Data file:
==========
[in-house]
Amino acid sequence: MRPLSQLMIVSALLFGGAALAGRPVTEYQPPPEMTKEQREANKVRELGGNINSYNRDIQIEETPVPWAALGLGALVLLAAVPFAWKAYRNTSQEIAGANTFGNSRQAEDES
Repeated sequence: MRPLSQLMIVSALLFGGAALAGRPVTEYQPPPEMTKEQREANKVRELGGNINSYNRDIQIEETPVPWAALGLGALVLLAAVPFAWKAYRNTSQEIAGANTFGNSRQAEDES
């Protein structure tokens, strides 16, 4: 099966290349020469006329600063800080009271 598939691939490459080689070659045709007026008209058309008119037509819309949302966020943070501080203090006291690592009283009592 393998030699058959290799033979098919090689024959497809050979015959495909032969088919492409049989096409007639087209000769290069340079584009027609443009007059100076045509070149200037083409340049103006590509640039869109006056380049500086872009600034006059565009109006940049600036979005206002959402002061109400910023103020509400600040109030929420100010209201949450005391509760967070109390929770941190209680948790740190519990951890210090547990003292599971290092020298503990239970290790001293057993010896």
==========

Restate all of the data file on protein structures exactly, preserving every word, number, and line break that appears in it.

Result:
[in-house]
Amino acid sequence: MRPLSQLMIVSALLFGGAALAGRPVTEYQPPPEMTKEQREANKVRELGGNINSYNRDIQIEETPVPWAALGLGALVLLAAVPFAWKAYRNTSQEIAGANTFGNSRQAEDES
Repeated sequence: MRPLSQLMIVSALLFGGAALAGRPVTEYQPPPEMTKEQREANKVRELGGNINSYNRDIQIEETPVPWAALGLGALVLLAAVPFAWKAYRNTSQEIAGANTFGNSRQAEDES
């Protein structure tokens, strides 16, 4: 099966290349020469006329600063800080009271 598939691939490459080689070659045709007026008209058309008119037509819309949302966020943070501080203090006291690592009283009592 393998030699058959290799033979098919090689024959497809050979015959495909032969088919492409049989096409007639087209000769290069340079584009027609443009007059100076045509070149200037083409340049103006590509640039869109006056380049500086872009600034006059565009109006940049600036979005206002959402002061109400910023103020509400600040109030929420100010209201949450005391509760967070109390929770941190209680948790740190519990951890210090547990003292599971290092020298503990239970290790001293057993010896």